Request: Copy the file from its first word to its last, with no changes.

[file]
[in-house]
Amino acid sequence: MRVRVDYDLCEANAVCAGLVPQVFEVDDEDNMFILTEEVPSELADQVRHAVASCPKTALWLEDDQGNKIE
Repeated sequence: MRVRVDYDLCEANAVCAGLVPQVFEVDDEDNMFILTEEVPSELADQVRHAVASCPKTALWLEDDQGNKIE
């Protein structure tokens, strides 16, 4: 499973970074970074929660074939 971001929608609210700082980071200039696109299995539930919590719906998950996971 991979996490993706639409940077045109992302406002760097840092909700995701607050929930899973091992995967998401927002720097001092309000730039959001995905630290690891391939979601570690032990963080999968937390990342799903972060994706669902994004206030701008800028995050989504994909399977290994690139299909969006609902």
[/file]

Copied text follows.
[in-house]
Amino acid sequence: MRVRVDYDLCEANAVCAGLVPQVFEVDDEDNMFILTEEVPSELADQVRHAVASCPKTALWLEDDQGNKIE
Repeated sequence: MRVRVDYDLCEANAVCAGLVPQVFEVDDEDNMFILTEEVPSELADQVRHAVASCPKTALWLEDDQGNKIE
């Protein structure tokens, strides 16, 4: 499973970074970074929660074939 971001929608609210700082980071200039696109299995539930919590719906998950996971 991979996490993706639409940077045109992302406002760097840092909700995701607050929930899973091992995967998401927002720097001092309000730039959001995905630290690891391939979601570690032990963080999968937390990342799903972060994706669902994004206030701008800028995050989504994909399977290994690139299909969006609902």